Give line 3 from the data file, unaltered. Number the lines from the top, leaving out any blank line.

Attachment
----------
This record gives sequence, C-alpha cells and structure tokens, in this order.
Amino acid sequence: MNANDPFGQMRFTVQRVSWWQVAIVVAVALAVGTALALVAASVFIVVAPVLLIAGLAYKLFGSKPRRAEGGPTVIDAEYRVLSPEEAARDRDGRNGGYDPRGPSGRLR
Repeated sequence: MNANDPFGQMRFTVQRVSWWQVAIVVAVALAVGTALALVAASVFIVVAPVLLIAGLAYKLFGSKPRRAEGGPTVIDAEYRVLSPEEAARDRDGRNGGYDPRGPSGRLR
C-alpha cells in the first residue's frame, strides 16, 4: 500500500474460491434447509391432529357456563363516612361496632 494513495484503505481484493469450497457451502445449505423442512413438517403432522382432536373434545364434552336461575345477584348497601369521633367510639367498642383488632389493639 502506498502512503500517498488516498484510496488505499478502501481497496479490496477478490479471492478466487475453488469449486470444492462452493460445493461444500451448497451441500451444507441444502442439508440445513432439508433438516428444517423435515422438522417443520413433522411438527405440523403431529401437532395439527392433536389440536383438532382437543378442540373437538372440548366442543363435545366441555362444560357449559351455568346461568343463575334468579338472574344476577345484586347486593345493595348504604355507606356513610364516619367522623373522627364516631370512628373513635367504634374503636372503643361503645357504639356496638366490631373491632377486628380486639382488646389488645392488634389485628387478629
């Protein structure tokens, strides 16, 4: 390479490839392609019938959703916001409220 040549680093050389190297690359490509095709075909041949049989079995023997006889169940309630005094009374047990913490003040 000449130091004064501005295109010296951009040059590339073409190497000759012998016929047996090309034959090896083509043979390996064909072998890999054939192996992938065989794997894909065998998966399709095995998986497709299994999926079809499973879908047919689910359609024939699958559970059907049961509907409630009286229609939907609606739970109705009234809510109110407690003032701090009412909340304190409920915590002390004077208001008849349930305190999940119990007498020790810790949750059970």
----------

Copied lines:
Repeated sequence: MNANDPFGQMRFTVQRVSWWQVAIVVAVALAVGTALALVAASVFIVVAPVLLIAGLAYKLFGSKPRRAEGGPTVIDAEYRVLSPEEAARDRDGRNGGYDPRGPSGRLR